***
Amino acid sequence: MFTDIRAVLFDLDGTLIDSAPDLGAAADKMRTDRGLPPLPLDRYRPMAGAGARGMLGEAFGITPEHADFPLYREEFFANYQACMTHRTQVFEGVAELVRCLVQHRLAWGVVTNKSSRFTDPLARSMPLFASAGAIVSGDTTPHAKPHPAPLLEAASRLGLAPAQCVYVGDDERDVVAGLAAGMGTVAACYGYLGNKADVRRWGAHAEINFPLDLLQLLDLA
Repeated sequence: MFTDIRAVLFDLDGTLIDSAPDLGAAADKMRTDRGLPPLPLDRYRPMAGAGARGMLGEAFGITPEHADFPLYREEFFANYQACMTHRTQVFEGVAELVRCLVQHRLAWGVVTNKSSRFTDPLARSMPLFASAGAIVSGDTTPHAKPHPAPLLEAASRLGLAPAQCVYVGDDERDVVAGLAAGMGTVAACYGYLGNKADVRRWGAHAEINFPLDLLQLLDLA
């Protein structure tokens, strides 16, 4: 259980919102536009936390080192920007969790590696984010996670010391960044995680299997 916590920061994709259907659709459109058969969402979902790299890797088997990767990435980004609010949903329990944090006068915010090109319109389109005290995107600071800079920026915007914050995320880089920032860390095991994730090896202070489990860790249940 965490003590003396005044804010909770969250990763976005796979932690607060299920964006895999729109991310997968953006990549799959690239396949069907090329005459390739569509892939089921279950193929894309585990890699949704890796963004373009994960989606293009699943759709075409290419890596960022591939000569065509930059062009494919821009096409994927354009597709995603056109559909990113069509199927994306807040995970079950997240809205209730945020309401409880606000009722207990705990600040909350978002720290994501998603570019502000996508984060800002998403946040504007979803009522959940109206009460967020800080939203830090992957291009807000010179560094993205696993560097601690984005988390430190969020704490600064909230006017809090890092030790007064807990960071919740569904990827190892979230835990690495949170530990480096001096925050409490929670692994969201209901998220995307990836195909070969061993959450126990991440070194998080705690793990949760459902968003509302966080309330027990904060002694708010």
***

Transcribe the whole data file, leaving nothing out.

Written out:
Amino acid sequence: MFTDIRAVLFDLDGTLIDSAPDLGAAADKMRTDRGLPPLPLDRYRPMAGAGARGMLGEAFGITPEHADFPLYREEFFANYQACMTHRTQVFEGVAELVRCLVQHRLAWGVVTNKSSRFTDPLARSMPLFASAGAIVSGDTTPHAKPHPAPLLEAASRLGLAPAQCVYVGDDERDVVAGLAAGMGTVAACYGYLGNKADVRRWGAHAEINFPLDLLQLLDLA
Repeated sequence: MFTDIRAVLFDLDGTLIDSAPDLGAAADKMRTDRGLPPLPLDRYRPMAGAGARGMLGEAFGITPEHADFPLYREEFFANYQACMTHRTQVFEGVAELVRCLVQHRLAWGVVTNKSSRFTDPLARSMPLFASAGAIVSGDTTPHAKPHPAPLLEAASRLGLAPAQCVYVGDDERDVVAGLAAGMGTVAACYGYLGNKADVRRWGAHAEINFPLDLLQLLDLA
């Protein structure tokens, strides 16, 4: 259980919102536009936390080192920007969790590696984010996670010391960044995680299997 916590920061994709259907659709459109058969969402979902790299890797088997990767990435980004609010949903329990944090006068915010090109319109389109005290995107600071800079920026915007914050995320880089920032860390095991994730090896202070489990860790249940 965490003590003396005044804010909770969250990763976005796979932690607060299920964006895999729109991310997968953006990549799959690239396949069907090329005459390739569509892939089921279950193929894309585990890699949704890796963004373009994960989606293009699943759709075409290419890596960022591939000569065509930059062009494919821009096409994927354009597709995603056109559909990113069509199927994306807040995970079950997240809205209730945020309401409880606000009722207990705990600040909350978002720290994501998603570019502000996508984060800002998403946040504007979803009522959940109206009460967020800080939203830090992957291009807000010179560094993205696993560097601690984005988390430190969020704490600064909230006017809090890092030790007064807990960071919740569904990827190892979230835990690495949170530990480096001096925050409490929670692994969201209901998220995307990836195909070969061993959450126990991440070194998080705690793990949760459902968003509302966080309330027990904060002694708010």